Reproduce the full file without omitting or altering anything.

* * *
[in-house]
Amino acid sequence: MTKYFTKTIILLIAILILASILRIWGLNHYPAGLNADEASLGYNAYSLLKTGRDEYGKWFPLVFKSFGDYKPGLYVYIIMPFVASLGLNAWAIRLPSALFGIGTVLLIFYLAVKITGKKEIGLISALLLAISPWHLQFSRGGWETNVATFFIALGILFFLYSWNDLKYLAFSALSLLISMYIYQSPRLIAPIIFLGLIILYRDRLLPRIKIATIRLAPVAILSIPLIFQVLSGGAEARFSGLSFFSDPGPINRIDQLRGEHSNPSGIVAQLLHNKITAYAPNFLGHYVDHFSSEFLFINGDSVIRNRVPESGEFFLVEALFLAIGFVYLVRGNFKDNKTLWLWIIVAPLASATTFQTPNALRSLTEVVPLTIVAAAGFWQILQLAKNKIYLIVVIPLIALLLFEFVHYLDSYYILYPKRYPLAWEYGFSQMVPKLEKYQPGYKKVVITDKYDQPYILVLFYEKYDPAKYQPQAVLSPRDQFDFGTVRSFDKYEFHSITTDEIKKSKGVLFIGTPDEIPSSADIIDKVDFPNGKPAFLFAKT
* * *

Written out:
[in-house]
Amino acid sequence: MTKYFTKTIILLIAILILASILRIWGLNHYPAGLNADEASLGYNAYSLLKTGRDEYGKWFPLVFKSFGDYKPGLYVYIIMPFVASLGLNAWAIRLPSALFGIGTVLLIFYLAVKITGKKEIGLISALLLAISPWHLQFSRGGWETNVATFFIALGILFFLYSWNDLKYLAFSALSLLISMYIYQSPRLIAPIIFLGLIILYRDRLLPRIKIATIRLAPVAILSIPLIFQVLSGGAEARFSGLSFFSDPGPINRIDQLRGEHSNPSGIVAQLLHNKITAYAPNFLGHYVDHFSSEFLFINGDSVIRNRVPESGEFFLVEALFLAIGFVYLVRGNFKDNKTLWLWIIVAPLASATTFQTPNALRSLTEVVPLTIVAAAGFWQILQLAKNKIYLIVVIPLIALLLFEFVHYLDSYYILYPKRYPLAWEYGFSQMVPKLEKYQPGYKKVVITDKYDQPYILVLFYEKYDPAKYQPQAVLSPRDQFDFGTVRSFDKYEFHSITTDEIKKSKGVLFIGTPDEIPSSADIIDKVDFPNGKPAFLFAKT